News - Toyota - Aurion
Move over HSV and FPV: It’s Toyota’s TRD!
Toyota announces the name under which its next-gen performance models will emerge
9 May 2006
FIRST we had Mercedes’ AMG and BMW’s M division, then came Holden’s HSV, Ford’s FPV, Mitsubishi’s Ralliart and even Chrysler’s SRT performance vehicle brands.
Now it’s Toyota’s turn to enter the ranks of bona-fide performance car brands available Down Under.
To prove how serious the Japanese giant is about matching its performance car-making rivals with hot versions of models like the forthcoming Aurion, Toyota Australia has announced it will establish Toyota Racing Development (TRD) as a separate vehicle franchise from Toyota for the first anywhere in the world.
TRD is a division of Toyota Technocraft – the company’s global motorsport and high-performance motoring arm for more than 50 years – and will be headed by Greg Gardner.
It will be charged with producing performance variants of just about everything in Toyota’s vehicle range, starting with the locally designed Aurion large sedan due on sale in November.
Toyota says its high-performance Aurion variant will be launched in the second quarter of 2007, and it’s expected to carry the Sportivo name.
If its supercharged 3.5-litre V6 and the styling concept that previewed it this year’s Melbourne motor show are any indication, the hottest Aurion should – for the first time – give Toyota an opposite number to local tuning houses like HSV and FPV.
The Chrysler Group recently ramped up its SRT performance brand with the 300C SRT-8, which will be followed by SRT versions of Jeep’s Grand Cherokee and the upcoming Dodge Caliber.
Mitsubishi is also expected to give its Ralliart brand some serious clout with a hot version of the 380 sedan and Colt coupe-cabriolet.
But it’s the financial and marketing might of Toyota that will make TRD a formidable force on Australia’s performance car stage.
With styling by Toyota Style Australia and engineering input from TRD, Toyota says the locally-developed Aurion flagship will be unique in the Toyota world.
According to Toyota, it will "offer a complete package with the accent on refined power and athletic driving dynamics".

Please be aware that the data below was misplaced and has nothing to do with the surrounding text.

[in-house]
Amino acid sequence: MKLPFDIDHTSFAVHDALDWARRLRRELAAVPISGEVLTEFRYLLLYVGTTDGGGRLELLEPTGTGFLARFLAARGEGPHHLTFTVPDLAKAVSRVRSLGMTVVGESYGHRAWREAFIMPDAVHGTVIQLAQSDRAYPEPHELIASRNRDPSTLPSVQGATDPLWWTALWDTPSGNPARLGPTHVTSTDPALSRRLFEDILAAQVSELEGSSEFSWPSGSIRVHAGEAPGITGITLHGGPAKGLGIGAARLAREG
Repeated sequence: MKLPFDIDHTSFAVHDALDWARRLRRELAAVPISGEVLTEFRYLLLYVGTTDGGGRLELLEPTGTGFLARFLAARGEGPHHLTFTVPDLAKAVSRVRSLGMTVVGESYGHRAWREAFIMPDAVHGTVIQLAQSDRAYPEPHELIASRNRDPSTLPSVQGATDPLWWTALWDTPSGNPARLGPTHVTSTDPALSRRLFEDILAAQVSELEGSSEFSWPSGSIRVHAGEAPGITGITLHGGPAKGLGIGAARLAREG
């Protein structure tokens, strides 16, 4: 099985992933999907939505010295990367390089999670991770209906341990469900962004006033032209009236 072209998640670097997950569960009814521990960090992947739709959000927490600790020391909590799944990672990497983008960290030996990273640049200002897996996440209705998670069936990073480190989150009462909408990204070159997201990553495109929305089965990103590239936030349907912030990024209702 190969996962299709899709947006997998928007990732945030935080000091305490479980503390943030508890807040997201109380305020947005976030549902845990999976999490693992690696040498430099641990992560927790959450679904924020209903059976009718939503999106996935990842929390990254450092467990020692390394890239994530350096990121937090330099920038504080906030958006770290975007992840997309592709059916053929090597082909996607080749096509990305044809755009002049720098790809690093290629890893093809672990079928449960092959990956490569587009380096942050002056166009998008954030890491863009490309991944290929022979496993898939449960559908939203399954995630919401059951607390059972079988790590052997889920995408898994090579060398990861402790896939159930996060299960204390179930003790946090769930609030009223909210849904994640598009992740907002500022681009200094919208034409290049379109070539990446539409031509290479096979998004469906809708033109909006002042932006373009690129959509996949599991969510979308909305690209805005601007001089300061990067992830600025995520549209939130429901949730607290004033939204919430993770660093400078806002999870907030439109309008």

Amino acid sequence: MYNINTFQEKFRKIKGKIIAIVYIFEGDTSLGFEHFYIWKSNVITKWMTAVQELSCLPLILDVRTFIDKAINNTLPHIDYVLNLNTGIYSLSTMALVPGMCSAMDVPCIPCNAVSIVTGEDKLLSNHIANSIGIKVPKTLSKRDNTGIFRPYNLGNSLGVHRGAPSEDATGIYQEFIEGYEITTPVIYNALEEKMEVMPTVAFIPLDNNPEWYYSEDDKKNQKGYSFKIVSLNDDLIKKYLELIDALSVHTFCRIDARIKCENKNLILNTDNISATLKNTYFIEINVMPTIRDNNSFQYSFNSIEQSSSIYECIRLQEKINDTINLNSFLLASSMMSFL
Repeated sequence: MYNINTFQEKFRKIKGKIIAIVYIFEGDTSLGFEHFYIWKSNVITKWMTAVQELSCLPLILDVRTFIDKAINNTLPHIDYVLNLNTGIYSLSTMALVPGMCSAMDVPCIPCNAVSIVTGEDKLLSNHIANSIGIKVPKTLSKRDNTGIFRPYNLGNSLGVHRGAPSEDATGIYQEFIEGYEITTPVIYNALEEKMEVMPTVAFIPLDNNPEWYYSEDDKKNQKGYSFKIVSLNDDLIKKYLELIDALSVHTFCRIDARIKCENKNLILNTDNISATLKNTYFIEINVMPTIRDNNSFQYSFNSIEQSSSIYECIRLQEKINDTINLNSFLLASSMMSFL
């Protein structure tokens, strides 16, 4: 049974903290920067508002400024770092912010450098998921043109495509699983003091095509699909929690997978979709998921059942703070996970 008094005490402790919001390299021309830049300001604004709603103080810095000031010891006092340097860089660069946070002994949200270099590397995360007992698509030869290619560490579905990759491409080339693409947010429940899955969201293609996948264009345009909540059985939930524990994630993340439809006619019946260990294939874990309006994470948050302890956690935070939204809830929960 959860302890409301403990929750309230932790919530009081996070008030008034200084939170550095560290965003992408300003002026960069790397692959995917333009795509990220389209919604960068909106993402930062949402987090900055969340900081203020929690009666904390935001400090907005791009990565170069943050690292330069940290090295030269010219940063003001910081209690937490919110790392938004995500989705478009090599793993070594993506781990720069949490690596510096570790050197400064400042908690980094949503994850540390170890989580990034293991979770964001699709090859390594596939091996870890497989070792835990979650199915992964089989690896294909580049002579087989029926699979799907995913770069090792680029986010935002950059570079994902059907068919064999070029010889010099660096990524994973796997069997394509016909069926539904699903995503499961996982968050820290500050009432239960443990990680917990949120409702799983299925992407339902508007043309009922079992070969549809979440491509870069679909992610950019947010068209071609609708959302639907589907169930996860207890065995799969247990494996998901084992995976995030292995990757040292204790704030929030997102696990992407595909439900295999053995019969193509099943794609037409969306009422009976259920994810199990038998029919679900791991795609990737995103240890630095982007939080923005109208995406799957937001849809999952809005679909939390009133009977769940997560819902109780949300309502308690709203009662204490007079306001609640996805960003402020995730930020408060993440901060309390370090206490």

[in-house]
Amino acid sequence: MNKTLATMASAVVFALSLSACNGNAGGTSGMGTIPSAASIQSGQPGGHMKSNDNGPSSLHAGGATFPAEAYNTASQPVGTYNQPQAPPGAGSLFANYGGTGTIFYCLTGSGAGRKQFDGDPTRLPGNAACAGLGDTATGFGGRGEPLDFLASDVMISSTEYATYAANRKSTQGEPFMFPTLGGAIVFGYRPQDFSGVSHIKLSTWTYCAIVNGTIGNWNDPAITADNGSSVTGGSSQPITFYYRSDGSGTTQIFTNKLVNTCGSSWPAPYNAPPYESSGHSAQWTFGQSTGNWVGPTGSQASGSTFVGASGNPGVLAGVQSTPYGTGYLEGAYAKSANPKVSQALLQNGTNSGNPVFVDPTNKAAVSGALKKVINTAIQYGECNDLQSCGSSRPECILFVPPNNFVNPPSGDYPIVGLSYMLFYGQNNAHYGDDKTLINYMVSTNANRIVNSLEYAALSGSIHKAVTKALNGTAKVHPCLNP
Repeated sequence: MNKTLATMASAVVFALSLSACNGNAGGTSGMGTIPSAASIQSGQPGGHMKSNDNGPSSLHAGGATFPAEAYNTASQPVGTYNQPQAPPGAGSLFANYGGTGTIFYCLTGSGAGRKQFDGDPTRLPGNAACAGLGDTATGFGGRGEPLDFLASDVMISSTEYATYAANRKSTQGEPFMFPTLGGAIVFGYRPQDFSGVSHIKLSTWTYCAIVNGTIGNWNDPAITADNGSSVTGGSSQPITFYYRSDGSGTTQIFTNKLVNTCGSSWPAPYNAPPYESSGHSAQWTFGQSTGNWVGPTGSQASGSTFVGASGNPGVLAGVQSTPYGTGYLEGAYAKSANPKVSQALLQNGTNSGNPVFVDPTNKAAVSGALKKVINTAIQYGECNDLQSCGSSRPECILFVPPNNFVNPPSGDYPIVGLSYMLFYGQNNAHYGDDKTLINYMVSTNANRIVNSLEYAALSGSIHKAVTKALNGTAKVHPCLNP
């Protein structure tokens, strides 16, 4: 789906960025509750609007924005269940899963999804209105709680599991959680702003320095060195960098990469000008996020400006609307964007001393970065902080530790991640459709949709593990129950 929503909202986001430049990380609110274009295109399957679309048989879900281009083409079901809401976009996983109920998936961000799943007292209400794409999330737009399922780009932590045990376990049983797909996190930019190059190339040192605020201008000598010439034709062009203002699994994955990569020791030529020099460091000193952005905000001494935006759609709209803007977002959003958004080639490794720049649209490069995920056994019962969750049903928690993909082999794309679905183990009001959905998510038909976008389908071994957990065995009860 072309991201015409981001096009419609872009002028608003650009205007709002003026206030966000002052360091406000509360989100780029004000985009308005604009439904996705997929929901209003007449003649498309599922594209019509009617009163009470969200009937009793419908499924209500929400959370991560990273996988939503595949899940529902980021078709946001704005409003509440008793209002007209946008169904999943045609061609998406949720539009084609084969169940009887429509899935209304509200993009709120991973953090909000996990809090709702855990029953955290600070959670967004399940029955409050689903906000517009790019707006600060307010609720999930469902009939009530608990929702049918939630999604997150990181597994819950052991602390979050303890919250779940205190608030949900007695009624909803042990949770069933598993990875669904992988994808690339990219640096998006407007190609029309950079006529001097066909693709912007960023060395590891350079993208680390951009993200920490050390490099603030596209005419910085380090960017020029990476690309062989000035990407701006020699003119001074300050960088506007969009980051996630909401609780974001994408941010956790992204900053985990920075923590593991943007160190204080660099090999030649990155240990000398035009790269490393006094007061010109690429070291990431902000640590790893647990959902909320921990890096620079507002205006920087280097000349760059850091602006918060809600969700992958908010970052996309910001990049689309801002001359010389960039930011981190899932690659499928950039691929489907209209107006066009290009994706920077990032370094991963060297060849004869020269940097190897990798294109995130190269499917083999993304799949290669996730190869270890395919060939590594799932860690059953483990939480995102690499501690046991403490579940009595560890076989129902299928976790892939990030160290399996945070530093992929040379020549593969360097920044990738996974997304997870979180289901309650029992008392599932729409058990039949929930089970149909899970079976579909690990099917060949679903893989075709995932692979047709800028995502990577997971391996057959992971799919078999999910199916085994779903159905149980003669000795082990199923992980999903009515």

In a press release issued on Monday, Mr Gardner said TRD was the natural choice for the company’s new range of Australian-developed Toyotas because it has a history of creating race-winners for the brand in motorsports ranging from world rallying and Le Mans sports cars to Indianapolis and Champ Cars in the US.
TRD will also be behind Toyota’s US Craftsman Trucks series campaign and the company’s foray into NASCAR racing in 2007.
"In the market research we conducted, the TRD brand was well recognised, despite the fact that it has never been directly marketed here," he said.
Mr Gardner said TRD Australia would be unlike its counterparts in Japan and the US, where the brand is known for producing performance components.
"TRD Australia will be a complete vehicle range, rather than just an aftermarket parts business," he said.
Beyond the Aurion Sportivo, Toyota is expected to release a Sportivo version of the next-generation Corolla due on sale this year (the current Corolla Sportivo was discontinued this year because of new emissions regulations), while models like Yaris, July’s all-new Camry and even HiLux will also be on TRD’s agenda.
"The Aurion definitely won’t be the only local Toyota to wear the TRD badge," said Mr Gardner. "Vehicles like the Corolla and HiLux are also under consideration," he said.
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